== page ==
We’re all familiar with the standard ways of measuring progress and project success. You might use earned value, or burndown charts or even percent complete.
There are other metrics we can build into our project management practice, and over the last few weeks I’ve been exploring them. One of the questions I got asked in response to my first article on alternative metrics was what challenges might arise from implementation and how could we, as project managers, overcome those?
Let me share some ideas.
The hardest thing with implementing any new way of working is resistance to change. You want me to track something else, in a different way, making more work for me? No thanks.
So when you want to introduce a new metric, like customer satisfaction tracking for internal customers, the goal is to make it as easy as possible.
Try to reduce the barriers to implementing the change, using all the good change management practice you are familiar with, like training and communication and helping people understand the reason for tracking in new ways. Find champions. Remove the old ways of doing things. Give people the tools they need.
As with all changes, it helps if you have someone leading the charge, and that is likely to be you. Let’s say you want to implement customer satisfaction measures, following the outline of the process in my book, Customer-Centric Project Management. There’s no obligation to start with your biggest program, or even to do it on more than one project.
Use your own project and just do it. Start by asking the sponsor what they value the most from project delivery or what they find important in the process, and then track how satisfied they are with that measure once a month. For example, when I did this, communication was one of the things stakeholders said was important, so each month we tracked how good we were at project communication by asking them to rate us on a scale of 1-10.
Ultimately, we did get the whole department of project managers tracking internal customer satisfaction in this way, but we did start with one project.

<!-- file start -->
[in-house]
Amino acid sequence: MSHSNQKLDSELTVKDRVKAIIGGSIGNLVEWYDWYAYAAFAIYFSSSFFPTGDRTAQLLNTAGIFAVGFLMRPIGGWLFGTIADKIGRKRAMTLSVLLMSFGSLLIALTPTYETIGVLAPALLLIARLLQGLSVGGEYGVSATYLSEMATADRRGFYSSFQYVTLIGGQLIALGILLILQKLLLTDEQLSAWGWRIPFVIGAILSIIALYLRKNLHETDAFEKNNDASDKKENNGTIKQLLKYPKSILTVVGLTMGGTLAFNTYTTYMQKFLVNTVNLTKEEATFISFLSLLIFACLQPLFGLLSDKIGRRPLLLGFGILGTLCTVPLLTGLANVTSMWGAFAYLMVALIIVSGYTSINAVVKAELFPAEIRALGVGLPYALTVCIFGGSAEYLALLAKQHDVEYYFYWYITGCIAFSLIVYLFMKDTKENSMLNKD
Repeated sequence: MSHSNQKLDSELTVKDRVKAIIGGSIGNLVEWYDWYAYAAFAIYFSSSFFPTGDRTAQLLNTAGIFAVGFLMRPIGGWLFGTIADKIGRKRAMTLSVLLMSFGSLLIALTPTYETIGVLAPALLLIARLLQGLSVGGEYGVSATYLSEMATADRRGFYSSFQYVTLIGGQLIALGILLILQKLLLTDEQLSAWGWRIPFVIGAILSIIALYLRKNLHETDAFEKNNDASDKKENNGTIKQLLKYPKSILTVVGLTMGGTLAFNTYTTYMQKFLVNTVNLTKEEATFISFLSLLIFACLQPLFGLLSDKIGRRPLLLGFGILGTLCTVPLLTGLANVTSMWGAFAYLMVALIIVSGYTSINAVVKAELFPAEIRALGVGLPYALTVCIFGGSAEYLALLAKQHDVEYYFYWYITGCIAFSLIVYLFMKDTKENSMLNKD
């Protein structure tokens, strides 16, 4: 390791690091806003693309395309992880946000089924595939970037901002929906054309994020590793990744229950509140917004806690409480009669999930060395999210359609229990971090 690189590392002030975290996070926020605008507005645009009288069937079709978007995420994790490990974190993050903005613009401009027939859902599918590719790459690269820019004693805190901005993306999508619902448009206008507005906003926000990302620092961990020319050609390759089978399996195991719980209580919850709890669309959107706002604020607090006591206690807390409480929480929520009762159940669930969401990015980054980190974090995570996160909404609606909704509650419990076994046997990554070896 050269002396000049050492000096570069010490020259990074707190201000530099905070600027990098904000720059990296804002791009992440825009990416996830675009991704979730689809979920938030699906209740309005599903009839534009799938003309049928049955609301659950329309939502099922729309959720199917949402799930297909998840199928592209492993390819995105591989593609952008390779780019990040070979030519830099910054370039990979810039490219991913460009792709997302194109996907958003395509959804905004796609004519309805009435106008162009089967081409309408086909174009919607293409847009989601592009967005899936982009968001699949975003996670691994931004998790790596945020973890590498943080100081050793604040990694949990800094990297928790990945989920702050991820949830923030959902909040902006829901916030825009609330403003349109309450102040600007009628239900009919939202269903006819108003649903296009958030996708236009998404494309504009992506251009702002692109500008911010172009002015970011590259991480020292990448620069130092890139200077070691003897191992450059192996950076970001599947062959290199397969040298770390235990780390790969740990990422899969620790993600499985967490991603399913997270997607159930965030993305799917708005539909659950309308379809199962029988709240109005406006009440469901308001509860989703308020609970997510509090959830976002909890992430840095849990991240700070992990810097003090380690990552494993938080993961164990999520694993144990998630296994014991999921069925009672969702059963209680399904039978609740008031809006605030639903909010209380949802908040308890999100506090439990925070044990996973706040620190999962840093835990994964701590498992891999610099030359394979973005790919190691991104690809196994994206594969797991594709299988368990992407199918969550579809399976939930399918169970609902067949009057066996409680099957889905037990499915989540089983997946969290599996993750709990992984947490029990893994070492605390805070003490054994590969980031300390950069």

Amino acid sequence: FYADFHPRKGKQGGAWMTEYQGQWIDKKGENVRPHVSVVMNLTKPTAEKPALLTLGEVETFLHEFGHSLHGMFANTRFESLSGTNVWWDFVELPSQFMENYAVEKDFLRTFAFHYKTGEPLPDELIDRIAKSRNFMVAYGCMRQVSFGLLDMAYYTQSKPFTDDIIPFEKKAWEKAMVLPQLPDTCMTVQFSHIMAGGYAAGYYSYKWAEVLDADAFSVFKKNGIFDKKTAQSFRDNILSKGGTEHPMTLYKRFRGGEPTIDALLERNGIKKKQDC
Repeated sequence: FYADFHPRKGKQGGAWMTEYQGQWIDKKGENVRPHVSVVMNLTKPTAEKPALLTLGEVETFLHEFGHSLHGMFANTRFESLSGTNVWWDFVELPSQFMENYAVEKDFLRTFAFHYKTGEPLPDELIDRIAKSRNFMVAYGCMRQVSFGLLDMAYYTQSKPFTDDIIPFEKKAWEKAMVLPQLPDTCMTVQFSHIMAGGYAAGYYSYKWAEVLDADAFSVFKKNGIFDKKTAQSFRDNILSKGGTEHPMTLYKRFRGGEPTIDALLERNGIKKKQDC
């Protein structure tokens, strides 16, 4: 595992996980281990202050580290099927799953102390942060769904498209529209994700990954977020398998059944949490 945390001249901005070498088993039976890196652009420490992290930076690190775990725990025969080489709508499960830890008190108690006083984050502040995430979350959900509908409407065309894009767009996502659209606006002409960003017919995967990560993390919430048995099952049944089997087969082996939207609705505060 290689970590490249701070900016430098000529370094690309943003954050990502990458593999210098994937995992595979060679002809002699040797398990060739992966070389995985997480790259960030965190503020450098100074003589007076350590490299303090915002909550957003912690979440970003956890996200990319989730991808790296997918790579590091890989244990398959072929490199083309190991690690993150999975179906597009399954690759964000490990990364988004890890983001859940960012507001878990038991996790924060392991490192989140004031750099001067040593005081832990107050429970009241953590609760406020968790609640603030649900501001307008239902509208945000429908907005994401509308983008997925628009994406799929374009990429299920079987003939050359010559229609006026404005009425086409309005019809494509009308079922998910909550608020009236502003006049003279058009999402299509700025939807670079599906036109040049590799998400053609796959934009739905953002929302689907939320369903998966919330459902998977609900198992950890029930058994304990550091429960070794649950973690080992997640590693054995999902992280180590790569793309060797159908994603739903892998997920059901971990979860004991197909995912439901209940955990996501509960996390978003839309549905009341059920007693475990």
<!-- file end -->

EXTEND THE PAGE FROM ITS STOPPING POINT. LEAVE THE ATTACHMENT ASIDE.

Another challenge with changing any way of working is being consistent. One of the things we’ve found with tracking measures monthly is that often (too often, really), we’ve found a flaw in the original assumptions, or some business process changes, or some other thing happens and we realise that the way we are tracking needs to change. Getting more data, more understanding and more accuracy is not a bad thing, but it does rather invalidate your earlier measures if they are now not comparable to your ‘today’ measures.
The way around this is to be consistent, both with tracking in general (in other words, do it regularly and don’t give up on it) and in how the measures are calculated.
Perhaps learn from our situation and give yourself three to six months where you allow for the measurement assumptions and tracking approach to be tested. Make tweaks as you go so you know that after that period you can ‘fix’ the way you are tracking so going forward your numbers are comparable and stable.
Consistency also means following through and completing the tracking regularly, whatever frequency you set, and that might be different for different metrics.
For example, we track some things monthly, but other metrics are only looked at quarterly because that’s how it makes sense.
Build the obligation to report into people’s job descriptions and roles. Set up a mechanism to hold them accountable if they are not completing the tracking. For example, the PMO could ask for all metrics to be added to a central spreadsheet so all portfolio tracking is in one place. Then you could easily see which projects had completed their tracking and which had not.
There are always challenges with doing things differently, but if you really want to make the change, you can. The good news is that often you don’t need PMO or portfolio office support, or even the consent of your line manager. If your sponsor is happy that you track, and you’ve got the energy and enthusiasm to do it, you can.
I recommend starting with customer satisfaction as it’s easy to do with no specific tools required, and it has a huge impact on stakeholder engagement: it’s very much worth it!